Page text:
back to article OAMigod! Microsoft has a cloud app spec for you – and hopes Rudr can't fail

On Wednesday, Microsoft and Alibaba Cloud revealed "an open standard for developing and operating applications on Kubernetes and other platforms," that isn't yet a standard and looks rather redundant in light of similar projects. The Open Application Model (OAM), released as an open source project under the oversight of the …

  1. Ragarath

    Standards smandards

    In an email to The Register, Tom Petrocelli, research fellow at IT consultancy Amalgam Insights, said while he's generally pleased with Microsoft's embrace of the open source, the company seems to want to push standards, which the open source community tends to avoid

    Whom is this random consultancy person (was there some deal for a mention) from what I see Open Source can be a mismash of implementations but everything needs to have or work toward a standard to be inter-operable.

    Imagine if all the Open Source implementations of an email server decided to send email however they wanted or TCP/IP or many other such things.

    They may try to make things their way so it becomes the de facto standard (same thing here from MS and Ali) but when there is a standard it's normally used.

    1. Anonymous Coward
      Anonymous Coward

      Re: Standards smandards

      The CEO and founder of Amalgam Insights has a bachelors in Women's and Gender Studies.

      1. Paul 195

        Re: Standards smandards

        "The CEO and founder of Amalgam Insights has a bachelors in Women's and Gender Studies."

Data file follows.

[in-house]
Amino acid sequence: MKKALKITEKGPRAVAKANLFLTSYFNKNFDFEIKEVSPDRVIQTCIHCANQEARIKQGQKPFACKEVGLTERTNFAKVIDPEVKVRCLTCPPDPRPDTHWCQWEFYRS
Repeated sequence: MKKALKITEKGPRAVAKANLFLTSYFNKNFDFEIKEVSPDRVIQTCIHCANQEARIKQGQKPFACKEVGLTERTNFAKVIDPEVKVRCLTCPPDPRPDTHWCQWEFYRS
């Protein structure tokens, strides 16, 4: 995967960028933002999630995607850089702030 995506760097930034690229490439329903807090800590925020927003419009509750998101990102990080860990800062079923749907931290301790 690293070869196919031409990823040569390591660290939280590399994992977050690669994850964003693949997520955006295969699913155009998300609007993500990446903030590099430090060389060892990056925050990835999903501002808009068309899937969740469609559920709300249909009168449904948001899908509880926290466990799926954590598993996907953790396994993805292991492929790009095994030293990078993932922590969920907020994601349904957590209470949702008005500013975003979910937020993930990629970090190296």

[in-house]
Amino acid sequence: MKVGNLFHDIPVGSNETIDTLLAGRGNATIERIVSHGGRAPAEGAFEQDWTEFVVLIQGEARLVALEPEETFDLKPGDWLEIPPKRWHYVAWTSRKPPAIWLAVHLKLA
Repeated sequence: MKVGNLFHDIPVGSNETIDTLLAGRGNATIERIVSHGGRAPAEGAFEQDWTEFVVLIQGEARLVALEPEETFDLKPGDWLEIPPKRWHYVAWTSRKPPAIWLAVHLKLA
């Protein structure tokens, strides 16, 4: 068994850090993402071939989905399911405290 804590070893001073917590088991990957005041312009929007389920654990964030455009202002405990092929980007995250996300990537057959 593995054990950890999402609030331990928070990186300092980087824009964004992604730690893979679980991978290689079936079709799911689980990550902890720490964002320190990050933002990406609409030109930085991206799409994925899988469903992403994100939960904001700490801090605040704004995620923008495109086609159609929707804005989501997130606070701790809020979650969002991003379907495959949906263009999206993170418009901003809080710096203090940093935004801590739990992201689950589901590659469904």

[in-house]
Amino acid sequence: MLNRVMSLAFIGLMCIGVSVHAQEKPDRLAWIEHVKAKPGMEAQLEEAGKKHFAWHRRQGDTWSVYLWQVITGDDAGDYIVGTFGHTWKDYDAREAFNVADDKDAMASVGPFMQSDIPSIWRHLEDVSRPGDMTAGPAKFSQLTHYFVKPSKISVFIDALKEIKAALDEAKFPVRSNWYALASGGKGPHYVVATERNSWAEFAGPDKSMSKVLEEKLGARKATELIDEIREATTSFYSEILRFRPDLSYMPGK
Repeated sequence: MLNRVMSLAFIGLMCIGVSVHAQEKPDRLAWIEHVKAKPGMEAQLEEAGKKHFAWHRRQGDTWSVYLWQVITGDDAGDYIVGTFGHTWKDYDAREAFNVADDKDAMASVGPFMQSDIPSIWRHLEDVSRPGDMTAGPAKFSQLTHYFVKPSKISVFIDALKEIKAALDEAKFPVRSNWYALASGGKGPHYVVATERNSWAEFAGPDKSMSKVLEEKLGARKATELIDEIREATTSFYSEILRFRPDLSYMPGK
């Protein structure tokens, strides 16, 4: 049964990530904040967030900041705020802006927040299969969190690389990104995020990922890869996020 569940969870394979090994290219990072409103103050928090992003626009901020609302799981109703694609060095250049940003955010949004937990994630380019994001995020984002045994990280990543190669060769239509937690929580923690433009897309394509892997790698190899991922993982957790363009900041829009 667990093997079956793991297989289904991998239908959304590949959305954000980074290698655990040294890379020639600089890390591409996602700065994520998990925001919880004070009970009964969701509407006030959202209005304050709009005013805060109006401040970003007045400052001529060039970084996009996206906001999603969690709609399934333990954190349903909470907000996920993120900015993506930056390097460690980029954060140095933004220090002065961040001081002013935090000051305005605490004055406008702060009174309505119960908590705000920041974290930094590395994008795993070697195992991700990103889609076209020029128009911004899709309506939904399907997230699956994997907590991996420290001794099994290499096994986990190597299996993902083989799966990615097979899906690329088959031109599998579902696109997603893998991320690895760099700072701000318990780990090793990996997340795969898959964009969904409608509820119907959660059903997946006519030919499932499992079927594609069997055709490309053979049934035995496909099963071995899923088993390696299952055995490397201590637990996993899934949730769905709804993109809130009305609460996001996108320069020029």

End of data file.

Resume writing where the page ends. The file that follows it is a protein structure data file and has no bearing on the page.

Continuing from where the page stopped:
And the point you are trying to make, o anonymous coward, is what exactly?

      2. Hyounpark

        Re: Standards smandards

        Yes. I also have a computational chemistry background, made money in fantasy baseball and basketball by quanting over my leagues, played a lot of bars as an cappella singer, and served as a political treasurer for a Boston City Councilor, all while spending the last 25 years in tech managing millions of dollars in IT spend at Bose and Teradyne, working at multiple VC-backed telco startups, and earning an MBA from Boston University. I can talk about me all day. I've been an industry analyst for 11 years now and it wouldn't even be worth my time or energy to "make an agreement," whatever that means.

        But I'm not the one quoted here. Tom Petrocelli has an even longer resume and profitable exits to his name. I'm sure he's ready to defend his perspective all day long. He was just at SpringOne and will be at KubeCon if you want to discuss this topic with him. We're always glad to have reasonable debate on the state of tech!

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